5. Regarding Recovery, my approach to Wicca (as well as my clinical and academic experience) makes it impossible to accept the AA/NA concept of ‘powerlessness’ they way they define it. I am not ‘powerless’ over my addiction, and I never was. I was and am powerless over the fact the I was/am an addict.  That is something I cannot change, anymore than I can change the day of the week or the current phase of the Moon. However, I exercised free will and choice every single time I took a drug.  Even in the grips of withdrawal, it was my choice to relieve the symptom by using, get to a hospital or rehab, or go cold turkey.
  6. As a Wiccan, I don’t tolerate other Religions. ‘Tolerance’ is a weak word and connotes putting up with something.  It’s condescending and patronizing.
  7. Nope: I EMBRACE other religions! I went to a Christian service this year that blew me away and renewed my confidence towards humankind. The preacher had it DOWN, and I’ve rarely heard a more heartfelt appeal to the spirit! The Bhagavad Gita is one of the greatest works ever written, even if it is ultimately dark as heck.  I absolutely love the religions of the world, and I relish every moment, every word, every idea I come across.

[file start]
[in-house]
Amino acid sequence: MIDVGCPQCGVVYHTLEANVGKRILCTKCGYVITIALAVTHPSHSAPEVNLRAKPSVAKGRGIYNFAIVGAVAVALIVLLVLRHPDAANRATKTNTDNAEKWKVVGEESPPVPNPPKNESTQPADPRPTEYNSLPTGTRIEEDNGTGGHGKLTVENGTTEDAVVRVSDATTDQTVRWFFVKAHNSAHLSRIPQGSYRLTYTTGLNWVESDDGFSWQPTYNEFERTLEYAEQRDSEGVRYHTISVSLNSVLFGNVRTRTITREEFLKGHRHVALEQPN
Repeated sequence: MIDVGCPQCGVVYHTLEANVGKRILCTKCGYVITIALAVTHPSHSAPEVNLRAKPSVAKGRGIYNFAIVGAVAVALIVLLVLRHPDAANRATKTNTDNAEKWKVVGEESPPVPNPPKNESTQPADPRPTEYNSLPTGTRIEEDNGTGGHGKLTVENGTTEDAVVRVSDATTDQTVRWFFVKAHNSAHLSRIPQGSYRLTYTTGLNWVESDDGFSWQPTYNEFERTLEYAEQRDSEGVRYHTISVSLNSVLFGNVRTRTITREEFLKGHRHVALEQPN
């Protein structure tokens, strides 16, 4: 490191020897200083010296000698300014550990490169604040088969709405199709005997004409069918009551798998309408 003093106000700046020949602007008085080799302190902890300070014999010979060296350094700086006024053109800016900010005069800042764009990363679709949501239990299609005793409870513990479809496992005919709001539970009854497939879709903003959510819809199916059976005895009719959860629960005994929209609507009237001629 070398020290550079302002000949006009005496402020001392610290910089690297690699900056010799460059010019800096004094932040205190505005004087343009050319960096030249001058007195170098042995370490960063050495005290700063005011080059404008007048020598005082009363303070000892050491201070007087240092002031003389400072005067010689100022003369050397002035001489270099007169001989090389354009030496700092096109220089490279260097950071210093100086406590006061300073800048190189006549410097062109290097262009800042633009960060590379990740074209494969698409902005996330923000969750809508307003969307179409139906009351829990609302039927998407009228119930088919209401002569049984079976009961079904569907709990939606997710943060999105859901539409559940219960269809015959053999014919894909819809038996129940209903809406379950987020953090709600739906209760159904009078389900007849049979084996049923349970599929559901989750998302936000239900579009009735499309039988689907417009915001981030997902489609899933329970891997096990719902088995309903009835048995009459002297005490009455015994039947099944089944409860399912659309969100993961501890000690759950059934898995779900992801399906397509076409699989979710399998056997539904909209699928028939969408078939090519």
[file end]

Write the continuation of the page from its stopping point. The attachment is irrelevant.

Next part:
8. Except anything that even remotely smacks of racism. Neo-Paganism has an unfortunate side that’s racist, nationalist, and at times misanthropic.  I have nothing to do with that crap. Asatru is a gift to the world, and it breaks my heart to have the stark beauty of it soiled by Aryan supremacists.
  9. Science is real. The world is real.  “As above, so below” to me means that we are spiritual/material beings living in a spiritual/material reality.  Let’s treat the world as if it’s Heaven, Valhalla, or the Summerlands. Because it is…
  10. Stoner/Doom is the voice the Divine in its many forms!

If you have any experience with what I’m writing about, please leave a comment.  If you’re looking for or are in need of professional help, please contact a licensed clinician where you live.  It’s unethical for me to diagnose, treat, or even offer advice on this platform. But I can write about things as a member of the greater Neo-Pagan community.

Thanks for reading.




One thought on “My Paganism

  1. I was an alcoholic for a decade, and can definitely relate to #5. I used #5 (I’m so powerless!) as an excuse to relapse too many times.

    I also love science ~ and it has never interfered with my spiritual beliefs.

    Great job on overcoming such adversity! Addiction is no joke. Good on you ✌